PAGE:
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I have a row full of 1, 2, 3 and null. Why don't there two return the same result:

select * from foo where foobar not in (1, 2, 3);
select * from foo where foobar is not null;

The first one returns empty set, while second one works as advertised. Now I'm a bit confused :-D Is there some kind of "NULL in SQL for newbies" document anywhere? :-D

(I'm using Oracle, if that matters)

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possible duplicate of Is there any difference between IS NULL and =NULL –  juergen d Mar 30 '12 at 10:04
The comparison of NULLs and other values are treated different between database management systems(DBMS). In some DBMSs there is a system setting how to treat NULLS. (I have no experience in oracle, but the output you describe is what you'd get from Microsoft SQL Server) In many DBMSs you just have to specify IS NULL in the where clause for NULL values to show up in your result. It's designed around some philosophical principle that you can't compare anything to nothing (NULL).... –  mortb Mar 30 '12 at 10:09

3 Answers 3

up vote 5 down vote accepted

It's because your first statement is being evaluated like this:

select * from foo
where foobar <> 1 and foobar <> 2 and foobar <> 3

"null <> 1" evaluates to null, not true/false, so nothing is returned.

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Any boolean operation involving NULL always fails. If foobar is NULL then:
- The test = 1 fails.
- But <> 1 also fails.

This means that NULL not in (1, 2, 3) always fails.

It's a peculiarity of NULL Logic that takes getting used to at first. NULL can be taking to mean Unknown. Which means it might be 1, an might might not. It's indeterminate.

So when you ask is NULL in the list (1, 2, 3) the answer is I can't tell, it's indeterminate. So rather than being TRUE or FALSE the answer itself is NULL.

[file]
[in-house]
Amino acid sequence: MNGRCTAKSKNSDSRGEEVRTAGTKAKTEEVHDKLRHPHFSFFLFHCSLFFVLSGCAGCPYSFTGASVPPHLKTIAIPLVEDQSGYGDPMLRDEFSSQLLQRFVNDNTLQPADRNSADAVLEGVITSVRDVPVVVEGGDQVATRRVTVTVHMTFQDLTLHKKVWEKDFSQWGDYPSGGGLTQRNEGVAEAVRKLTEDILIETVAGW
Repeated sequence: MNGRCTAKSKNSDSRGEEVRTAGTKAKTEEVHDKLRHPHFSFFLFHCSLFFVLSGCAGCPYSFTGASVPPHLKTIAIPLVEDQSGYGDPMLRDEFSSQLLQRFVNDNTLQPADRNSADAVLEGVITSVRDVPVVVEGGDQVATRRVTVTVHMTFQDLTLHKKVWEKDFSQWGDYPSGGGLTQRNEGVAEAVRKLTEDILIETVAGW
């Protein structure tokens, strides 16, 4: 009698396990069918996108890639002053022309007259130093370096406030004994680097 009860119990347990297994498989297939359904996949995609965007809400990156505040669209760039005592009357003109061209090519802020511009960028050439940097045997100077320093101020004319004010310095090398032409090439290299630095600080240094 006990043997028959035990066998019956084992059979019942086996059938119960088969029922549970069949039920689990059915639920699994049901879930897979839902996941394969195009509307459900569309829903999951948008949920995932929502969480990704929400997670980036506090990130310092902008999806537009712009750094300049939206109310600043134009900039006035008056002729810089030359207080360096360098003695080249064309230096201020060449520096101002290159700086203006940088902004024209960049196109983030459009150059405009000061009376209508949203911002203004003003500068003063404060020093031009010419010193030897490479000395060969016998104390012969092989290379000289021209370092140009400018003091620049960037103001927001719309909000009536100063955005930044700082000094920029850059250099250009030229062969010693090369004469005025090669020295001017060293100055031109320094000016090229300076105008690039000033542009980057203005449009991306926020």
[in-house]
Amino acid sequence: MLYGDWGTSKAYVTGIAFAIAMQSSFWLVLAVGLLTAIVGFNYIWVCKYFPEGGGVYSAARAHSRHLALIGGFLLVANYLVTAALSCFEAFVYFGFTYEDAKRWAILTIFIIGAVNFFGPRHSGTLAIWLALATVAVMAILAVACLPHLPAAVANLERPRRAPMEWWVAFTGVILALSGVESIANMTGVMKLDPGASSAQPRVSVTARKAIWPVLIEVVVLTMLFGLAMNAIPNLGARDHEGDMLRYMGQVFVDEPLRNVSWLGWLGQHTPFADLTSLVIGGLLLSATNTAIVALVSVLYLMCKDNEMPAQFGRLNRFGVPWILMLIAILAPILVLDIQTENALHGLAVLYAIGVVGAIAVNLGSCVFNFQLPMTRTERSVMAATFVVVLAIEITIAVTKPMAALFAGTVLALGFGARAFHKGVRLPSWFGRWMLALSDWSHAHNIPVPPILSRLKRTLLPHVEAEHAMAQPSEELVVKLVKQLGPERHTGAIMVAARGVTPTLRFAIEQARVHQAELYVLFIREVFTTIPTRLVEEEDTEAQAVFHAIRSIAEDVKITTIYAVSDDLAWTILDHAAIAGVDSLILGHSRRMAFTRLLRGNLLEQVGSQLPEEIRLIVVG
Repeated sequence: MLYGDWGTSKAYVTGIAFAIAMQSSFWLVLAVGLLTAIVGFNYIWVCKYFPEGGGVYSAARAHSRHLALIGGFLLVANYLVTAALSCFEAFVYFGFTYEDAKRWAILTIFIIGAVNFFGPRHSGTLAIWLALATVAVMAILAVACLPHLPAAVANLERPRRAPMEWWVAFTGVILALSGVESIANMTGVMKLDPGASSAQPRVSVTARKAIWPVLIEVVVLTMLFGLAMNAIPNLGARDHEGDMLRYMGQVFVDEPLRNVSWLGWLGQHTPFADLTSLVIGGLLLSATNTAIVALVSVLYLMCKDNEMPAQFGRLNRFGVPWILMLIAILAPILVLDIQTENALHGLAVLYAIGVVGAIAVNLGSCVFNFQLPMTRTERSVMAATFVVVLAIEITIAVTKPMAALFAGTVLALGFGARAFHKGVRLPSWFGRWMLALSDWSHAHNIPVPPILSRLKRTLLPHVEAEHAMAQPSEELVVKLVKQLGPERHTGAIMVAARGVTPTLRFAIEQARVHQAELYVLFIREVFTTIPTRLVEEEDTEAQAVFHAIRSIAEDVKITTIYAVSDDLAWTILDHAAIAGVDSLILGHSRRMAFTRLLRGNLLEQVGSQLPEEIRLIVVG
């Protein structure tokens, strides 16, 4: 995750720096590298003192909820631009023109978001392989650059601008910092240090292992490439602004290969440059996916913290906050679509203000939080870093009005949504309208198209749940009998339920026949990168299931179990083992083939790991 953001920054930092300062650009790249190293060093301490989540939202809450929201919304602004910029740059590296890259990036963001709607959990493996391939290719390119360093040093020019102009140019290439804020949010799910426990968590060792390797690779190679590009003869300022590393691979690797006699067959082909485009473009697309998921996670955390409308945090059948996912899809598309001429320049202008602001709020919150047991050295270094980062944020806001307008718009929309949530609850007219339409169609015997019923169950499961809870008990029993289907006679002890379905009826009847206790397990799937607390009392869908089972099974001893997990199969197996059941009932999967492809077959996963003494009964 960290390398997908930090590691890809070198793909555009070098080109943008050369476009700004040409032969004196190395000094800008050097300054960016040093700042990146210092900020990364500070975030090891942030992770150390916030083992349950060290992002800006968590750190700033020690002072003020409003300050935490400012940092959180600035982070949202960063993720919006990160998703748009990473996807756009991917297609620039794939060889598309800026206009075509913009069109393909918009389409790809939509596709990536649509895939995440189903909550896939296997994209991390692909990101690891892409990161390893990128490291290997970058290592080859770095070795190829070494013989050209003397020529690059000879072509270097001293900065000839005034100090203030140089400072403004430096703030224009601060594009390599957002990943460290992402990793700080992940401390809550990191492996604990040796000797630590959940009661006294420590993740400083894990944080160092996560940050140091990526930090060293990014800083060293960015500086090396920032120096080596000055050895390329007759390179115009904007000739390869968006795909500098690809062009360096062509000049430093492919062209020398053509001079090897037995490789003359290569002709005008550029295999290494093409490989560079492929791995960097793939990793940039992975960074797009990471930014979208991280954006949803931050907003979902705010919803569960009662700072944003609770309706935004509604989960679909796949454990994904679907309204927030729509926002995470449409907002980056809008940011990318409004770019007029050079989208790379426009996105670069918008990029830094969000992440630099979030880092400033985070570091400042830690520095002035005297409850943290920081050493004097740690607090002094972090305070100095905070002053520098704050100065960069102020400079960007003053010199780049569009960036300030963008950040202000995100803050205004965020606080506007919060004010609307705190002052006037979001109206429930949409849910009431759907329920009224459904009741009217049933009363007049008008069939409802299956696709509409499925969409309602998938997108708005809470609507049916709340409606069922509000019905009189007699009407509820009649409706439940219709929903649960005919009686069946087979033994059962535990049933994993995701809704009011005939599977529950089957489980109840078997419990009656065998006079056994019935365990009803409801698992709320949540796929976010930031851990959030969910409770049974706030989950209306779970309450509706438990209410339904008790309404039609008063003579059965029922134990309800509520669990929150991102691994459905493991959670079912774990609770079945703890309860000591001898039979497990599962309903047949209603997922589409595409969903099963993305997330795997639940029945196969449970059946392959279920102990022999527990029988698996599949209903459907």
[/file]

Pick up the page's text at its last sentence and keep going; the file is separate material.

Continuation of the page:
And because NULL isn't TRUE, the row has failed the test.

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CREATE TABLE T (c INTEGER CHECK (c = 1)); INSERT INTO T VALUES (NULL); -- insert succeeds! Therefore, your assertion, "Any boolean operation involving NULL always fails" is false. –  onedaywhen Mar 30 '12 at 10:49
@onedaywhen - That's because (afaik) the actual test being carried out is for breaches of the constraint : Raise an error if NOT(c=1), but then NOT(c=1) fails. [I use the term "fails" rather than "is false" to try to differentiate, but I appreciate I may not have been particularly clear in this case.] –  MatBailie Mar 30 '12 at 10:54
From the SQL standard, compare: "A table check constraint is satisfied if and only if the specified search condition is not false" ...with: "The result of the where clause is a table of those rows of T for which the result of the search condition is true." IMO using the term 'fails' is misleading, p.s. does the 'boolean operation' NULL IS NULL 'fail'? ;) –  onedaywhen Mar 30 '12 at 11:12

not in is not opposite of in

for detail check http://jonathanlewis.wordpress.com/2007/02/25/not-in/

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